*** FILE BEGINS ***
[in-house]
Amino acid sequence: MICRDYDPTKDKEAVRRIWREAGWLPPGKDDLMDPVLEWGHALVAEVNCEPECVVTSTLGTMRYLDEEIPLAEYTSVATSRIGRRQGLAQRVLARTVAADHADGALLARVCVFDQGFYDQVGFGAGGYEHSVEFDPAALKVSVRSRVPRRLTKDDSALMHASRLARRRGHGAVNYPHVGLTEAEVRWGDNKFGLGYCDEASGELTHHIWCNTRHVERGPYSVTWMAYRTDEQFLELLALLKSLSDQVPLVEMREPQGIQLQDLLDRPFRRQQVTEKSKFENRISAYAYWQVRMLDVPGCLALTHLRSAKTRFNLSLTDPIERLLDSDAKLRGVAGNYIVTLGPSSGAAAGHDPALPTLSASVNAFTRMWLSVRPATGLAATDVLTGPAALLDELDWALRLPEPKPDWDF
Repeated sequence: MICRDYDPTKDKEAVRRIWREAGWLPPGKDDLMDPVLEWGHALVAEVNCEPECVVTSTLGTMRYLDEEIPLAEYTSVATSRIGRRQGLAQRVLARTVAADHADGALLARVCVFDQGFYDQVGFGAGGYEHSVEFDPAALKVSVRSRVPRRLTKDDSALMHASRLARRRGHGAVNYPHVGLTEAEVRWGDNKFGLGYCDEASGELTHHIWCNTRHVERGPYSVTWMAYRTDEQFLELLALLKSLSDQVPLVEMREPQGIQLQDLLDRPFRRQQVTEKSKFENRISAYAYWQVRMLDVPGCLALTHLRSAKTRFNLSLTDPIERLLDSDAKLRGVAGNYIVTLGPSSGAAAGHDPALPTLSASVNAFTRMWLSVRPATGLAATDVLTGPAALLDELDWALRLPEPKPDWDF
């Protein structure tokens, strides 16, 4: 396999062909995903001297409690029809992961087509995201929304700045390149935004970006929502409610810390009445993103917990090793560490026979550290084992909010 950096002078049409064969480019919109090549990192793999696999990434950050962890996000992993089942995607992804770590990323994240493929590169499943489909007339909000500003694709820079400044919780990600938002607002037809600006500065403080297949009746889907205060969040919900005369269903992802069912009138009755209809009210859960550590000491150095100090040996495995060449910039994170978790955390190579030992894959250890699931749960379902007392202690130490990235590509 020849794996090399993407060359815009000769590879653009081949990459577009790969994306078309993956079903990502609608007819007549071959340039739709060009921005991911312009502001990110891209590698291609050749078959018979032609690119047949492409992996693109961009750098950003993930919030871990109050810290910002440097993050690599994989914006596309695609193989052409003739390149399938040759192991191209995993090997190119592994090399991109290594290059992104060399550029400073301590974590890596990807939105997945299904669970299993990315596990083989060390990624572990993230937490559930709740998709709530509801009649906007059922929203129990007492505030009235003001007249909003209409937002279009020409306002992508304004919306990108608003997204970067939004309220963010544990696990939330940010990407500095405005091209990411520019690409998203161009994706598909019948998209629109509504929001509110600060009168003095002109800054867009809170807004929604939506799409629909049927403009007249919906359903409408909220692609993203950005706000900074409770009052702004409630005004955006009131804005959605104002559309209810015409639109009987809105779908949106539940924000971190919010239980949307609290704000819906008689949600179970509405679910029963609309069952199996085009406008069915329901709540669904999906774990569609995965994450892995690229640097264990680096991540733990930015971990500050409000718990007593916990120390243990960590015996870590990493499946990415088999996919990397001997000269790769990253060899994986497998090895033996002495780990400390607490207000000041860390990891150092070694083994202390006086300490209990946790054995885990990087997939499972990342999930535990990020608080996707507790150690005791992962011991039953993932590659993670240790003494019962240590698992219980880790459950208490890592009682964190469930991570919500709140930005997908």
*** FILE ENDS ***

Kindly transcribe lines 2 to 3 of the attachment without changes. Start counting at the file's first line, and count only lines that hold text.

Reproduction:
Amino acid sequence: MICRDYDPTKDKEAVRRIWREAGWLPPGKDDLMDPVLEWGHALVAEVNCEPECVVTSTLGTMRYLDEEIPLAEYTSVATSRIGRRQGLAQRVLARTVAADHADGALLARVCVFDQGFYDQVGFGAGGYEHSVEFDPAALKVSVRSRVPRRLTKDDSALMHASRLARRRGHGAVNYPHVGLTEAEVRWGDNKFGLGYCDEASGELTHHIWCNTRHVERGPYSVTWMAYRTDEQFLELLALLKSLSDQVPLVEMREPQGIQLQDLLDRPFRRQQVTEKSKFENRISAYAYWQVRMLDVPGCLALTHLRSAKTRFNLSLTDPIERLLDSDAKLRGVAGNYIVTLGPSSGAAAGHDPALPTLSASVNAFTRMWLSVRPATGLAATDVLTGPAALLDELDWALRLPEPKPDWDF
Repeated sequence: MICRDYDPTKDKEAVRRIWREAGWLPPGKDDLMDPVLEWGHALVAEVNCEPECVVTSTLGTMRYLDEEIPLAEYTSVATSRIGRRQGLAQRVLARTVAADHADGALLARVCVFDQGFYDQVGFGAGGYEHSVEFDPAALKVSVRSRVPRRLTKDDSALMHASRLARRRGHGAVNYPHVGLTEAEVRWGDNKFGLGYCDEASGELTHHIWCNTRHVERGPYSVTWMAYRTDEQFLELLALLKSLSDQVPLVEMREPQGIQLQDLLDRPFRRQQVTEKSKFENRISAYAYWQVRMLDVPGCLALTHLRSAKTRFNLSLTDPIERLLDSDAKLRGVAGNYIVTLGPSSGAAAGHDPALPTLSASVNAFTRMWLSVRPATGLAATDVLTGPAALLDELDWALRLPEPKPDWDF